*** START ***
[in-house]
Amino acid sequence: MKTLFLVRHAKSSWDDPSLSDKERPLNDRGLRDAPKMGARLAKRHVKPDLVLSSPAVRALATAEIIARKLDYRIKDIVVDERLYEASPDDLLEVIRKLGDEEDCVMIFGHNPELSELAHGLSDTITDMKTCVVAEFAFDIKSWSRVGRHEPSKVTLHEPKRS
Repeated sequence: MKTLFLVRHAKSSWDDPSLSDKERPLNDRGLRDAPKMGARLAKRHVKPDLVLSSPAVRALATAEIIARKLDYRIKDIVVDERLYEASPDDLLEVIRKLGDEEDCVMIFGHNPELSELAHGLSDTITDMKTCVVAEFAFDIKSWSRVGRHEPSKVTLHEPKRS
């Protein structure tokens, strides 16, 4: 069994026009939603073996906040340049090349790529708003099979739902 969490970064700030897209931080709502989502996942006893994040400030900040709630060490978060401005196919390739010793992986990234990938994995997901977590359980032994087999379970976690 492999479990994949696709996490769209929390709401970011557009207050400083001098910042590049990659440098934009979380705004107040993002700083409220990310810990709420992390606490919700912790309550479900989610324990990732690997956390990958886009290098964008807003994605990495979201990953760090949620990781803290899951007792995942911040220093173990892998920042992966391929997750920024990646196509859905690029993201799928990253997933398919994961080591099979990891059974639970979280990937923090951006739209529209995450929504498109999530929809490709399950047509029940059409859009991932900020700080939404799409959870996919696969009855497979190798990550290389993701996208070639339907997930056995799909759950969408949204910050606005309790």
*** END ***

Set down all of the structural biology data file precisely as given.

[in-house]
Amino acid sequence: MKTLFLVRHAKSSWDDPSLSDKERPLNDRGLRDAPKMGARLAKRHVKPDLVLSSPAVRALATAEIIARKLDYRIKDIVVDERLYEASPDDLLEVIRKLGDEEDCVMIFGHNPELSELAHGLSDTITDMKTCVVAEFAFDIKSWSRVGRHEPSKVTLHEPKRS
Repeated sequence: MKTLFLVRHAKSSWDDPSLSDKERPLNDRGLRDAPKMGARLAKRHVKPDLVLSSPAVRALATAEIIARKLDYRIKDIVVDERLYEASPDDLLEVIRKLGDEEDCVMIFGHNPELSELAHGLSDTITDMKTCVVAEFAFDIKSWSRVGRHEPSKVTLHEPKRS
């Protein structure tokens, strides 16, 4: 069994026009939603073996906040340049090349790529708003099979739902 969490970064700030897209931080709502989502996942006893994040400030900040709630060490978060401005196919390739010793992986990234990938994995997901977590359980032994087999379970976690 492999479990994949696709996490769209929390709401970011557009207050400083001098910042590049990659440098934009979380705004107040993002700083409220990310810990709420992390606490919700912790309550479900989610324990990732690997956390990958886009290098964008807003994605990495979201990953760090949620990781803290899951007792995942911040220093173990892998920042992966391929997750920024990646196509859905690029993201799928990253997933398919994961080591099979990891059974639970979280990937923090951006739209529209995450929504498109999530929809490709399950047509029940059409859009991932900020700080939404799409959870996919696969009855497979190798990550290389993701996208070639339907997930056995799909759950969408949204910050606005309790």